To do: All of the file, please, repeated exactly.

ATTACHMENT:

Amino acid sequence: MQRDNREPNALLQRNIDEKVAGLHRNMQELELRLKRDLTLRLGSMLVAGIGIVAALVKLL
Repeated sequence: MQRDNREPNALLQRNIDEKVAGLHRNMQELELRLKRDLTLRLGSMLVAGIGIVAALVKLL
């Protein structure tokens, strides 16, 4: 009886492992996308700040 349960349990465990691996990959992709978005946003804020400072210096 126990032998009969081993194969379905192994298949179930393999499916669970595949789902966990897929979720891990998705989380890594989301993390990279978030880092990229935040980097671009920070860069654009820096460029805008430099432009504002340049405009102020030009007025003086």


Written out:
Amino acid sequence: MQRDNREPNALLQRNIDEKVAGLHRNMQELELRLKRDLTLRLGSMLVAGIGIVAALVKLL
Repeated sequence: MQRDNREPNALLQRNIDEKVAGLHRNMQELELRLKRDLTLRLGSMLVAGIGIVAALVKLL
């Protein structure tokens, strides 16, 4: 009886492992996308700040 349960349990465990691996990959992709978005946003804020400072210096 126990032998009969081993194969379905192994298949179930393999499916669970595949789902966990897929979720891990998705989380890594989301993390990279978030880092990229935040980097671009920070860069654009820096460029805008430099432009504002340049405009102020030009007025003086």